Now here’s a fun little by-product of campaign finance reform: Fundrace 2004. It allows you to search on names and addresses for people who have made campaign contributions to any of this year’s presidential candidates. I checked, and goodness gracious, there I am. Twice, actually, since I gave money to two different candidates. (Gosh, I hope Kerry doesn’t think I was two-timing him.)
The privacy implications of this thing are pretty well obvious. But on the other hand, it’s a hell of a lot of fun looking up various celebrities to see whether they’ve donated. The infamous liberal money machine Barbara Streisand, for instance, has only made two middling donations, a thousand bucks each to Kerry and Edwards. Alex Rodriguez maxed out at $2K for President Bush. Madonna (last name: Ciccone) hasn’t donated so much as a nickel, despite her famous endorsement of Wesley Clark. And who would have guessed that both of the guitar players for Pearl Jam wrote good-sized checks to Howard Dean, but Eddie Vedder’s too cheap to put his money where his mouth is?
Plus, don’t forget to look up your friends and co-workers. I, for instance, just looked up all the lawyers in my firm. Turns out I’m leading the pack among the associates, but have a ways to go to catch up to a couple of the partners.
So anyway, I’m kind of torn here. It’s entertaining, and I certainly understand why the Federal Elections Commission needs the info for enforcement of campaign finance laws, but this is still a heck of a privacy violation as far the public matching of names, addresses, occupations, employers, and campaign donations. What do you think?
H. Ross Perot donated $2K to Bush, as did his daddy. Thanks for the link. I’m and heartened by how many old-timey Republicans I know in Dallas that have not contributed. Rick Perry doesn’t seem to have ponied up either.
Yeah, kinda scary to know some thief can type in their address and find people just a short distance away from them who have the money to donate $1000-2000. I typed in my address and found someone only a half a mile away who donated $1000. What if a thief thought to do the same thing?
Ah, the law of unintended consequences again. Campaign finance reform has given you things like this, which are supposedly to make financing more ‘open’.
In fact, it has had the opposite effect. Sure, all these high-powered people are donating the max. But do you think that’s all they are doing? Not a chance. All campaign finance reform has done is drive the real fundraising underground. The rise of organizations like MoveOn.org or George Soros’s 527 corporations is the direct result of this ‘reform’, and the end result is that it’s going to be even harder to track political influence.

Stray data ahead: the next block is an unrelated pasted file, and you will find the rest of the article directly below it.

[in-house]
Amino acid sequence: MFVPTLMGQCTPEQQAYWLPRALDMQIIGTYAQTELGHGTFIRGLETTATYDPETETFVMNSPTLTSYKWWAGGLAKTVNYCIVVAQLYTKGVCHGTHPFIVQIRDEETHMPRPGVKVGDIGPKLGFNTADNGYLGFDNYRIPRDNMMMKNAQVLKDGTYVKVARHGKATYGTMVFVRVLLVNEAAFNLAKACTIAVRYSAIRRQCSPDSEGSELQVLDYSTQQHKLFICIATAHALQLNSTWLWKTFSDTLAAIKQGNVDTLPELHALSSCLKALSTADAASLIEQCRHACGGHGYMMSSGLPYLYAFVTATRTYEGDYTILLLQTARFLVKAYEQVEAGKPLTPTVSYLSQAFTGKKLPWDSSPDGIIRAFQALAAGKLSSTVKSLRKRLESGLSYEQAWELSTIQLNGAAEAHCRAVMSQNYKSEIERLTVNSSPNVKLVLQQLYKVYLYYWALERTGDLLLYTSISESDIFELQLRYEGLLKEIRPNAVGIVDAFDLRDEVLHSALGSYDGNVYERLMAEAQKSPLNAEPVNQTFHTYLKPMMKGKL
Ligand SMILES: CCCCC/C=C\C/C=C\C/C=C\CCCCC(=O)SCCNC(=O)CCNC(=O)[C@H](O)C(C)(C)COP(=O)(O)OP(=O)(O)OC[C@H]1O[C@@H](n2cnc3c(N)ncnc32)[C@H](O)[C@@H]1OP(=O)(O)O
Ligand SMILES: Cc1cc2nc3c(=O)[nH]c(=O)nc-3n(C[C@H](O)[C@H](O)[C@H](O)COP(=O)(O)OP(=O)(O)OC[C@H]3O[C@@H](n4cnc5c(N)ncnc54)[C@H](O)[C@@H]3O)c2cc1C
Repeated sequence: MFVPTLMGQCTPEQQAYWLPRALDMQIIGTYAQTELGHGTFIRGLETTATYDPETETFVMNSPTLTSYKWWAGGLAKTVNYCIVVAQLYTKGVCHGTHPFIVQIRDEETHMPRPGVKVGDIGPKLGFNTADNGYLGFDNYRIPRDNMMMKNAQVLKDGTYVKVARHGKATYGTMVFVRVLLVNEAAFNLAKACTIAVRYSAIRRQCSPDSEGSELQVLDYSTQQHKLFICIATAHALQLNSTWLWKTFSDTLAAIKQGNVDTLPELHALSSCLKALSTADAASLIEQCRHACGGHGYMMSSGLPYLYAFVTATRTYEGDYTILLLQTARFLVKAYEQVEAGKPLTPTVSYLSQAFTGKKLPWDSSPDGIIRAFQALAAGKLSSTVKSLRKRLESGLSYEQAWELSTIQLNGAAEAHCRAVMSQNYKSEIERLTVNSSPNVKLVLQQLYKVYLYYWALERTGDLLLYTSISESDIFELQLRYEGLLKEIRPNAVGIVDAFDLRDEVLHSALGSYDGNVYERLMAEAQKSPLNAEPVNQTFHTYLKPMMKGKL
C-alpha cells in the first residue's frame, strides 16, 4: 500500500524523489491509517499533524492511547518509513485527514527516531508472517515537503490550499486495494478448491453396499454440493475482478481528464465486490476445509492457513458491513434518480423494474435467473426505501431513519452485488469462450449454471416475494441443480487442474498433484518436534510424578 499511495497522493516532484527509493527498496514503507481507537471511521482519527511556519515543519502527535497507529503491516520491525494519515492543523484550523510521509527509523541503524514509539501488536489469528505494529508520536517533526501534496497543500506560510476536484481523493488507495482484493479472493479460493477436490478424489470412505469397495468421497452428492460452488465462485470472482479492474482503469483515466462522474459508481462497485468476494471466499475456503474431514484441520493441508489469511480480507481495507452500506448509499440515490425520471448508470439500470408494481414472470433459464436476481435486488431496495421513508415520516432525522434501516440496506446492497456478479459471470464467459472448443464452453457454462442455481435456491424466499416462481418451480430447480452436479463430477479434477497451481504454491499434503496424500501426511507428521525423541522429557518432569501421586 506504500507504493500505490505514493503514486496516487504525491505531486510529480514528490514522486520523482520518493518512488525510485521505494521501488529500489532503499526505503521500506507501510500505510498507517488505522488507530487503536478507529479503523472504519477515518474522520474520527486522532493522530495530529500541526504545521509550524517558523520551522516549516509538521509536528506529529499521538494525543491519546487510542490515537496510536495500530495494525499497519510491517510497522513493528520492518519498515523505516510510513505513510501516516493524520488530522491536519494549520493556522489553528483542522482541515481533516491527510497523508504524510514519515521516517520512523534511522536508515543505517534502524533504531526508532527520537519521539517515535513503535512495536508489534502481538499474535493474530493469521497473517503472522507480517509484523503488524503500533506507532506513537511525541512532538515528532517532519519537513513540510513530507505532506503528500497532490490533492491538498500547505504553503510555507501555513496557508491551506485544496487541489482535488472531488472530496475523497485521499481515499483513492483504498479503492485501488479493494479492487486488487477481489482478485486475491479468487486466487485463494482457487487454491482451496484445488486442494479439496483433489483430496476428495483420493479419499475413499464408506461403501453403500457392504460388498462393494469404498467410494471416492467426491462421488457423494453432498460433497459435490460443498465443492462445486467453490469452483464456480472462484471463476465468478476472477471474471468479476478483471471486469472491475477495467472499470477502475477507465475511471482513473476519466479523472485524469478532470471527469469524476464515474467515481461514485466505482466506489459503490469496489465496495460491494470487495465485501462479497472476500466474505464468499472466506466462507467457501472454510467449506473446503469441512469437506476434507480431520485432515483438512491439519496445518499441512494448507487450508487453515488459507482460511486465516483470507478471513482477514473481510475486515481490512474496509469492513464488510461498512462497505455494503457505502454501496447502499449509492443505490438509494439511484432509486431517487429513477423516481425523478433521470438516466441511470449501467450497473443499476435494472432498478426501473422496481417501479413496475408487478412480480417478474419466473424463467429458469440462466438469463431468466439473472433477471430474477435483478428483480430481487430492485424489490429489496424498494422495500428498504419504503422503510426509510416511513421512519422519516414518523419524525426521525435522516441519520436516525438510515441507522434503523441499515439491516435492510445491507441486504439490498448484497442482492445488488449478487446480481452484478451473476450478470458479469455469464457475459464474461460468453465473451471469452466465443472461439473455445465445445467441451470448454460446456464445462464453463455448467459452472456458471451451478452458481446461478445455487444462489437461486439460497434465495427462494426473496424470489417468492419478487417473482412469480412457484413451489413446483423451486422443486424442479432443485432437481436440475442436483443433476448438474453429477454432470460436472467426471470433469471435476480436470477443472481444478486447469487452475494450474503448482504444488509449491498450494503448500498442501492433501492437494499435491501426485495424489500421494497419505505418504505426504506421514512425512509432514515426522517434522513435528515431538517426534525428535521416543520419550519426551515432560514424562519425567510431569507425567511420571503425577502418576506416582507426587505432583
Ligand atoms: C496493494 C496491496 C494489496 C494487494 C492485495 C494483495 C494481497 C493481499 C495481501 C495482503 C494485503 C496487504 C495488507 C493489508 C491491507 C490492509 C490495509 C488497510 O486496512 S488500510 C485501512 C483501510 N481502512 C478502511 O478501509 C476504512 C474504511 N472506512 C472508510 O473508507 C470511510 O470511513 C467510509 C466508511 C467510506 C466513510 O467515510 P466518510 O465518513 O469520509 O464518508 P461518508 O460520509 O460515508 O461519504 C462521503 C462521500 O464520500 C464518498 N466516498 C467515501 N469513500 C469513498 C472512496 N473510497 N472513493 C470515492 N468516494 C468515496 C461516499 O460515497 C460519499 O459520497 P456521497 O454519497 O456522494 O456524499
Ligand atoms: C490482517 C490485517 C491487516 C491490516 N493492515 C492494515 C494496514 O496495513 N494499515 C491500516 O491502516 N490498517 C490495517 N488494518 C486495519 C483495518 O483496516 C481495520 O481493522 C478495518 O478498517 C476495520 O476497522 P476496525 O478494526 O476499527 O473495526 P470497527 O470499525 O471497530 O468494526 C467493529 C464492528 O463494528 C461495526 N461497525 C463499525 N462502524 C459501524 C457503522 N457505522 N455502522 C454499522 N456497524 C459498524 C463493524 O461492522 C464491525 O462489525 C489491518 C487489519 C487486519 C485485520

After McCain-Feingold passed, I predicted that this year’s election would see widespread increases in the control and use of the media by both parties. If you can’t afford to advertise on television, the next best thing (or a better thing) is to control the networks and print. So you’re going to see more of these ‘hit piece’ books by both the left and right, more liberal and conservative talk radio, more moves into big media by Democratic and Republican operatives, etc. ‘Charitable’ organizations like MoveOn are going to see huge increases in their funding. Howard Dean is setting up some political organization ‘outside’ of government and plans to raise millions. He’s not ‘affiliated’ with the Kerry campaign, so he can raise and spend money with impugnity.
This crap is going to get worse and worse, until we don’t know anymore who to believe and what to trust. It was much better when money just flowed right to the politicians. At least that way you know who was being bought.
I presume it’s accurate through 12/31/03–that’s what the site says.
I think the fact that it’s last years data is pretty important. A lot of money has been raised in the last few months, and of course we only recently learned for sure which single candidate Dems should put their money behind.
It’s an interesting (and troubling, sort of) site, but it’s not up-to-the-minute data.
Lou Costello (the greatest straightman ever).
More seriously, though, I’ve given this some additional thought, and I realize that this is just the age in which we live. Anybody who knows my real life name (Hi, Cecil!) can already Google oodles of information about me, everything from published opinions to the identies of certain clients to the floorplan and purchase price of my home (just ask Mtgman ). I don’t generally have a problem with providing personal info to government agencies, but I do wonder why those agencies (and the legislatures behind them) feel it’s so necessary to make that info public and freely available.
I don’t believe this had any thing to do with new laws.
I have used http://www.fecinfo.com to look at this information for years. They have data back to 1980 for all races. Can’t vouch for completeness; seems like reporting requirements tightened at some point.